Forests disappearing at alarming rate, says UN

Global greenhouse effect takes an 'upward path and ominous trend'

A UN report on progress of nations towards achieving Millennium Development Goals for the year 2013 has said that forests are disappearing “at an alarming rate”, and the global greenhouse effect has taken “an upward path and ominous trend”.

The report released this week says: “Forests are disappearing at a rapid pace, despite the establishment of forest policies and laws supporting sustainable forest management in many countries.

The largest net loss of forests has occurred in South America and Africa — around 3.6 million hectares and 3.4 million hectares per year, respectively, in the 2005-10 period.” It adds, “Close to 75 per cent of the world’s forests are covered by national forest programmes.

However, in many cases, deforestation is caused by factors beyond a programme’s control. One of the primary drivers of deforestation is the conversion of forests into agricultural land to feed the world’s growing population.”

The report says that the loss of forests has the biggest effect on the rural poor, for whom forests serve as “safety nets”. They contribute to poverty reduction and sustainable livelihoods by providing food, wood fuel, medicines and non-wood products used in the households of millions of the world’s poorest people or sold in traditional or informal sector markets.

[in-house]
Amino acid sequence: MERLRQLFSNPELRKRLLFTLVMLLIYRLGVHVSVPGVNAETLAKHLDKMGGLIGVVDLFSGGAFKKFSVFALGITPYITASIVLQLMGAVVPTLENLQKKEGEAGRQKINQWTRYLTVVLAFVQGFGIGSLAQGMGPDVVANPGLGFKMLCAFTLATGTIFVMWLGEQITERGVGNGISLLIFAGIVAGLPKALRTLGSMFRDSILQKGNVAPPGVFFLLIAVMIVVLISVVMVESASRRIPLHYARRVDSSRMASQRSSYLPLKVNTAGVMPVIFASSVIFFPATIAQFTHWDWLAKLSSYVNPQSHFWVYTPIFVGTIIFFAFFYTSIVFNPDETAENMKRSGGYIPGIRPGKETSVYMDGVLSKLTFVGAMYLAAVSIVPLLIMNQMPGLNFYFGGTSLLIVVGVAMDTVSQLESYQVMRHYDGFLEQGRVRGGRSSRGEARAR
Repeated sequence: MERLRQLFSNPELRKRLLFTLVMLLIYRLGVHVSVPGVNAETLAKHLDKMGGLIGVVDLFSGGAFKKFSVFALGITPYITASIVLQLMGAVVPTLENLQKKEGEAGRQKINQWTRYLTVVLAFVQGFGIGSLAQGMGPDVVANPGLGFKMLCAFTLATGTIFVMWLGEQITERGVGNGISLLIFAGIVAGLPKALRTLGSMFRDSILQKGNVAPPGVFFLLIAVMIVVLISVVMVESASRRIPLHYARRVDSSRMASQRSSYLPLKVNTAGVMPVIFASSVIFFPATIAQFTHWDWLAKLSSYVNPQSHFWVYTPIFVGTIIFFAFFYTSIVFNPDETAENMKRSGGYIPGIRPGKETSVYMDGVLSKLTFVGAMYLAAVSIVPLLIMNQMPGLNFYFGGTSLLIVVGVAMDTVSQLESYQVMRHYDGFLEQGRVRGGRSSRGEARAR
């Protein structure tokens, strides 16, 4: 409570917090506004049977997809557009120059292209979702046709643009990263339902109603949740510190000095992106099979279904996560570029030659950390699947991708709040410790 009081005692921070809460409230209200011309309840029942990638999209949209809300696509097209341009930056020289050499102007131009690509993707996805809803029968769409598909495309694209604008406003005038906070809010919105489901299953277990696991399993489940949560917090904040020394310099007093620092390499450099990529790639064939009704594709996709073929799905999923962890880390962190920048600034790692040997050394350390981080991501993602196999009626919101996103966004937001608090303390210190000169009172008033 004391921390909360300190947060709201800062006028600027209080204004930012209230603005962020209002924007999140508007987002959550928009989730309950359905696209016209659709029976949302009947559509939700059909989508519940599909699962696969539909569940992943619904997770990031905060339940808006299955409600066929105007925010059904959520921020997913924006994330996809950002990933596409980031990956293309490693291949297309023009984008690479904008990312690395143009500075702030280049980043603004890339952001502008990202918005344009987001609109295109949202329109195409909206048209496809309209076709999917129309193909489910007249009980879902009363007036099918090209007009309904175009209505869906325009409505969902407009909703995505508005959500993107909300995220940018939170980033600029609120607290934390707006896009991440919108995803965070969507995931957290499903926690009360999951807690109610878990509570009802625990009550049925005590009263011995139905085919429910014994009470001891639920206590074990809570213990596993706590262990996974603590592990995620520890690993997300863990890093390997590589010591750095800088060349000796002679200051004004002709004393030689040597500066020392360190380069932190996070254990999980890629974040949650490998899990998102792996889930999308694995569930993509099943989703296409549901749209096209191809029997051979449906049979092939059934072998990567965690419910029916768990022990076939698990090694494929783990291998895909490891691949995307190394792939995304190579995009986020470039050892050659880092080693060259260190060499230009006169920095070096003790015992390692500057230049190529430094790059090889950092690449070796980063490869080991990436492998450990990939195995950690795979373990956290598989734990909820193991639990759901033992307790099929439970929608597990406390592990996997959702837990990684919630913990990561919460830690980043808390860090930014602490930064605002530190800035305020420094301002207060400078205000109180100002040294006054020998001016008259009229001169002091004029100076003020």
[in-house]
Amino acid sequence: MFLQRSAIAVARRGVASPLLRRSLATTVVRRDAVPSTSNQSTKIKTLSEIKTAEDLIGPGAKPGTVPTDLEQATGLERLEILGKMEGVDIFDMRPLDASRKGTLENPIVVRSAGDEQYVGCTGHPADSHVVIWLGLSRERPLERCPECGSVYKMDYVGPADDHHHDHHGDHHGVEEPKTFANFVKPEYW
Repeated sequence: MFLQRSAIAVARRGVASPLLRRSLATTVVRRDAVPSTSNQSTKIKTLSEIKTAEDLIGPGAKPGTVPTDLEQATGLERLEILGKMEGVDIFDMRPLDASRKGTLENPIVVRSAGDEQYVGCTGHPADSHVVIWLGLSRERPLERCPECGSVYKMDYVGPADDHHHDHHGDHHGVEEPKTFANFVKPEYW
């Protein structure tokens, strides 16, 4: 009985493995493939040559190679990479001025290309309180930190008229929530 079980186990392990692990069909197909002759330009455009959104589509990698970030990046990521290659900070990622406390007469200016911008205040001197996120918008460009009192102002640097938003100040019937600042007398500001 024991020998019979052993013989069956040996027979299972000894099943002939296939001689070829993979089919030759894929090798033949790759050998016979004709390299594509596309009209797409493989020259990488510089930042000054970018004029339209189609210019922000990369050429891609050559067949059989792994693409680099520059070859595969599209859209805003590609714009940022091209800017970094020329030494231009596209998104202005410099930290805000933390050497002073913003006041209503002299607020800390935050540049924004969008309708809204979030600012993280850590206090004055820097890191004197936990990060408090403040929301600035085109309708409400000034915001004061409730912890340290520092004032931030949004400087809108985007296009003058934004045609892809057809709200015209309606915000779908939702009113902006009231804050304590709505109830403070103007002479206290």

The UN report expresses its concern that deforestation poses a serious threat to environmental sustainability and is jeopardising progress towards poverty and hunger eradication.

“More integrated approaches between agriculture and forest sectors are needed to make real progress in reversing the loss of natural resources, including forests, and to fulfil international commitments related to climate change mitigation, biodiversity conservation and sustainable land management,” recommends the report.

The report also reveals that at the start of the economic and financial crisis, global emissions of carbon dioxide (CO2) declined between 2008 and 2009. CO2 emissions increased by 5 per cent between 2009 and 2010, and are now 46 per cent above their 1990 level.

“Data collected over two decades show that the growth in global emissions has accelerated. The rise in emissions has been spurred largely by fast-paced growth in developing regions. In those regions, CO2 emissions increased 7 per cent between 2009 and 2010, versus 3 per cent in developed regions,” says the report.

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